Brain function in a decision scenario

Written for my Neurobiology 500 seminar at the University of Wisconsin – Madison.

I see two people who are both begging. The first man is just standing on the sidewalk with a cup asking for money; the second man is playing a jazz sax and has his instrument case out for money. I know nothing about either of them except what I see them doing at the moment. In my pockets I can feel the change from the burrito that I just bought. As I walk by the first man I maintain a coordinated steady pace and gaze straight ahead. My brain’s internal regulation controls my breathing and cardiovascular system. It also controls my movement and coordination without much input allowing the higher level processes within my brain to decide how I want to react. When he asks me for change I either lie and say I have no change or just keep walking. However, when I approach the man who is playing the jazz sax I may stop to listen and watch for a few seconds and then give him my change.

Why the difference? There are two reasons for not giving the first man my money. The first is a result of an innate (or primal) desire for increased fitness. I would rather give up my money for something that would benefit me or my offspring. Giving money to an unrelated man offers no chance for improved fitness. Secondly, his begging does not elicit any emotional response. Rather, I would only think that instead of begging he could find a paid-by-the-day construction job and be a productive citizen. The man playing the instrument, however, does elicit an emotional response. The man then becomes more of an skilled entertainer than a beggar. While I will get no fitness benefit by giving this man my money, he earns it more than the other man. The jazz player appeals to my cognitive awareness which includes emotions and appreciation of music.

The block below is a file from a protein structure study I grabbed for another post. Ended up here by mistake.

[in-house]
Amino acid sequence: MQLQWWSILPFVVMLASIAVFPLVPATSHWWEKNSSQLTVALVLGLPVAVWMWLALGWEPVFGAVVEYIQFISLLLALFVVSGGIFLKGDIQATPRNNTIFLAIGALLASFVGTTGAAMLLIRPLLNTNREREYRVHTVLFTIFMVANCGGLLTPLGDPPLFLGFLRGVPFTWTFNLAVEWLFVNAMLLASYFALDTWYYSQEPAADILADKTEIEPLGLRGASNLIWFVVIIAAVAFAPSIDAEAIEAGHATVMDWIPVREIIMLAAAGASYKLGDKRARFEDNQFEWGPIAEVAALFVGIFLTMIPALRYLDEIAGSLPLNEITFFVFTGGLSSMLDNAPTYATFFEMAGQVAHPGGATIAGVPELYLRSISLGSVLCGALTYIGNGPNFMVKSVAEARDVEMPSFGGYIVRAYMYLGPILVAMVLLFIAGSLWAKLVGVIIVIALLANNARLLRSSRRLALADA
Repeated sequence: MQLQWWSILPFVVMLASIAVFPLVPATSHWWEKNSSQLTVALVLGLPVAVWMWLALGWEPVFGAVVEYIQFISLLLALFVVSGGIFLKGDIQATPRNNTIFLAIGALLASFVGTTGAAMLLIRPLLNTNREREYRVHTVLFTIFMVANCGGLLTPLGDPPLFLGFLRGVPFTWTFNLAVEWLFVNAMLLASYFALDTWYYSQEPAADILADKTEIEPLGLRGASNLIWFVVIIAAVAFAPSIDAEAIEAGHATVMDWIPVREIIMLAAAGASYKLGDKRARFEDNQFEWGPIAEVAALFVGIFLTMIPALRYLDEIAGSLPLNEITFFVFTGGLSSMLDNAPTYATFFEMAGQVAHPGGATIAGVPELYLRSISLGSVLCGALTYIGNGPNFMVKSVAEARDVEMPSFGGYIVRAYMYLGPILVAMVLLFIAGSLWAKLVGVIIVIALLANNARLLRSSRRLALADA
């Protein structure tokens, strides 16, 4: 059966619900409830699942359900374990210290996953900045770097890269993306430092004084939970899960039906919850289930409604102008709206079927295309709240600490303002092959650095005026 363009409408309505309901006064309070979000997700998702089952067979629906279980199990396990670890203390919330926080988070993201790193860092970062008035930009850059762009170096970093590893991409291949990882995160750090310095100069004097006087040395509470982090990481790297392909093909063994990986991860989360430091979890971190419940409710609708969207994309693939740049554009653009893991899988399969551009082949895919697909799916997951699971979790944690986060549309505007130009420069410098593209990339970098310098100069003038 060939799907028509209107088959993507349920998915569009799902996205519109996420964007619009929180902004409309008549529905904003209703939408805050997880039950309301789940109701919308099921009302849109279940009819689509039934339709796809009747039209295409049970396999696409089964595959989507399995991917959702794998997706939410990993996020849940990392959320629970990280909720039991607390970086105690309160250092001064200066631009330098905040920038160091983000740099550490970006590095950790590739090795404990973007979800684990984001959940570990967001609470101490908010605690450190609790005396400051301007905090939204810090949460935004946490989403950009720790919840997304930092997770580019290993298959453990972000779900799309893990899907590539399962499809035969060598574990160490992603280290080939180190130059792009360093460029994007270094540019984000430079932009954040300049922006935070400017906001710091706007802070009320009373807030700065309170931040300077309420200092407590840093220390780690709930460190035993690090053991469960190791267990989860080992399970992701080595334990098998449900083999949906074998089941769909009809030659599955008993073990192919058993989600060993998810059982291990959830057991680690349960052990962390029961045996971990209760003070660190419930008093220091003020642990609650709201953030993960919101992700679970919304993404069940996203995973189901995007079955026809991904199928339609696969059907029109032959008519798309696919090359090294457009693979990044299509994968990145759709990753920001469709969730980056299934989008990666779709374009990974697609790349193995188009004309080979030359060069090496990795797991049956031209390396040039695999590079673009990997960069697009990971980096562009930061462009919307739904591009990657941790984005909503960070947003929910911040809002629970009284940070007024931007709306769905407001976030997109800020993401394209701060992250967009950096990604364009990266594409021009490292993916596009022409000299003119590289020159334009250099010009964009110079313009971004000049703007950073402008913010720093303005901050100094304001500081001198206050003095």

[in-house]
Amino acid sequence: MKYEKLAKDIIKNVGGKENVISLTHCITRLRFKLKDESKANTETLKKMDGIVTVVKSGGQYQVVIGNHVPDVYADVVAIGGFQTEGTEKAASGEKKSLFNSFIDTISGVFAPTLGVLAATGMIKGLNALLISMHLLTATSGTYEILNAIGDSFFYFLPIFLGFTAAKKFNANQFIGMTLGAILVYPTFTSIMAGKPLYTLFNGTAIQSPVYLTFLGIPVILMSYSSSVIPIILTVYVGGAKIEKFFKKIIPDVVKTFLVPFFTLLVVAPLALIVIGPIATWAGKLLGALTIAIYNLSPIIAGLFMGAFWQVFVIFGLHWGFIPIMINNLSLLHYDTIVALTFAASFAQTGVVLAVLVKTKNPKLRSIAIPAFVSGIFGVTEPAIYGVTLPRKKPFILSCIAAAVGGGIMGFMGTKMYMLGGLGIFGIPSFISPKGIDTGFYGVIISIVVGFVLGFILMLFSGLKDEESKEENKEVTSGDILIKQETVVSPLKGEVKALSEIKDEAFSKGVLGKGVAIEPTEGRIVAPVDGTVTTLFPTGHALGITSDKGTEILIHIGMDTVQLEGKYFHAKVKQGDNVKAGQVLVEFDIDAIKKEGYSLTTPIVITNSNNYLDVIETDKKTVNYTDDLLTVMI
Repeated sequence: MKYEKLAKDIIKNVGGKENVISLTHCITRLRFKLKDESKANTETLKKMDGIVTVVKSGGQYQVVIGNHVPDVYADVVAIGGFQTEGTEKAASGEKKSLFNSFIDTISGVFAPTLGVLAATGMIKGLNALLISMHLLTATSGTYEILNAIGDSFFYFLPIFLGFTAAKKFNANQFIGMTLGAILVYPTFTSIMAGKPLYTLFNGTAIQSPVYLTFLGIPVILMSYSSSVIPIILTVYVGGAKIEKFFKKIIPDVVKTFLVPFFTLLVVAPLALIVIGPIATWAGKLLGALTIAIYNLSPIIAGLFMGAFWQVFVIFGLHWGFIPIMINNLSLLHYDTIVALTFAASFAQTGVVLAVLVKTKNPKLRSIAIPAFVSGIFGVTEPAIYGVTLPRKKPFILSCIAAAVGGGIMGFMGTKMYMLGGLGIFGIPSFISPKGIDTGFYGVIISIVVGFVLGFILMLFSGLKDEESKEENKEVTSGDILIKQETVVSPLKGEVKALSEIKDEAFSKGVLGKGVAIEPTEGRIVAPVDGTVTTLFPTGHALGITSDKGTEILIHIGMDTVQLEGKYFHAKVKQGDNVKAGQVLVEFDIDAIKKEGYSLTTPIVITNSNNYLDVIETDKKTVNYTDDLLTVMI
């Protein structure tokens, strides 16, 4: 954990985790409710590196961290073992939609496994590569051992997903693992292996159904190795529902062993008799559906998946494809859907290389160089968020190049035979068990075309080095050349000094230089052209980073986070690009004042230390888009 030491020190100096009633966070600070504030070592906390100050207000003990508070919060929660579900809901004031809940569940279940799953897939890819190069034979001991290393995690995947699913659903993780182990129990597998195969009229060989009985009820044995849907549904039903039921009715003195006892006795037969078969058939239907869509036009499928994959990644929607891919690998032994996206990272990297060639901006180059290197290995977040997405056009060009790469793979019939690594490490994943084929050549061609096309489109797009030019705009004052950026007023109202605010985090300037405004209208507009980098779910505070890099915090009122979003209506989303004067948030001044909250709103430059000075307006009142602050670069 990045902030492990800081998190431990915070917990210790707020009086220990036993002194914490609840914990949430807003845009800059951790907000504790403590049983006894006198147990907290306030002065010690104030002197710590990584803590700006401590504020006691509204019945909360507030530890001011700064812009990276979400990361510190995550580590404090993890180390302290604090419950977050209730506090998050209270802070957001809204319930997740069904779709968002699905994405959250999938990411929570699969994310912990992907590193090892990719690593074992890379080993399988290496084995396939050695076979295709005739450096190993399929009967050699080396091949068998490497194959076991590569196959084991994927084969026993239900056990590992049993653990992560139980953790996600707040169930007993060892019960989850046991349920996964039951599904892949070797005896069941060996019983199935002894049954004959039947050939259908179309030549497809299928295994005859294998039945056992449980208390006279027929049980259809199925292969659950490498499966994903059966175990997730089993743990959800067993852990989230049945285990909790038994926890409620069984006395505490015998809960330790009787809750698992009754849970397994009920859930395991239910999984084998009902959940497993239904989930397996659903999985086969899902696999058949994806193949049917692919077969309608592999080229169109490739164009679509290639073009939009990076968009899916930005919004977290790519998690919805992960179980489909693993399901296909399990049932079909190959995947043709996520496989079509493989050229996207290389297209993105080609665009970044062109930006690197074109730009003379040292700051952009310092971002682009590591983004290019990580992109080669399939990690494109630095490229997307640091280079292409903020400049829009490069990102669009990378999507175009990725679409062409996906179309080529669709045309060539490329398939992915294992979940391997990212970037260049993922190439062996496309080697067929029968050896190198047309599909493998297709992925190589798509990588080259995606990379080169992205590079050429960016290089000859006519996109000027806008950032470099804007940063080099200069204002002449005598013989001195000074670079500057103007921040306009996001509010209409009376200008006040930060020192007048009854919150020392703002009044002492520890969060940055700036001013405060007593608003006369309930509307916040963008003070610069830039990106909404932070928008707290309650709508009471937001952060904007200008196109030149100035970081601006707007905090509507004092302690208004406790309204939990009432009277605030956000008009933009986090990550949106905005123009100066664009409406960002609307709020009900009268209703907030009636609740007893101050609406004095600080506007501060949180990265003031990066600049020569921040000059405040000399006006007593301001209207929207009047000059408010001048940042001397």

As humans with a greater sense or development of higher awareness than other animals, we have the responsibility to choose how we want our resources spent. Altruism, or helping others with little or no interest in being rewarded, is a concept that only humans can obtain. Therefore, with limited monetary resources we have to decide how best we want our money spent. Yielding to a very real example, I personally would rather give my money to the American Red Cross to help those suffering from Hurricane Katrina than to give it to a man whose negligence may have contributed to his current state.

However, even the benefit of my charitable donation can be debated. I was reading a blog post in which a man claimed that “The disaster was the ‘American Dream’. Katrina was the aftermath.” He said that “The ‘naturalness’ of a disaster is dependent on the extent to which the system does not lay the foundations for the occurrence of such a disaster. We must not forget that the ‘American Dream’ claims its fair share of victims on a daily basis in a myriad of ways.” For him, a different sense of good and bad prevails, showing that the concept of “good” is largely dependent on the emotional and sociological state of the individual. “I realised that being ‘good’, or ‘doing the right thing’ requires the right socio-economic conditions in order to not turn good into evil.” While this is not the time to debate such deep accusations, it does plainly illustrate the wide range of ideas that our amazing brain can create.

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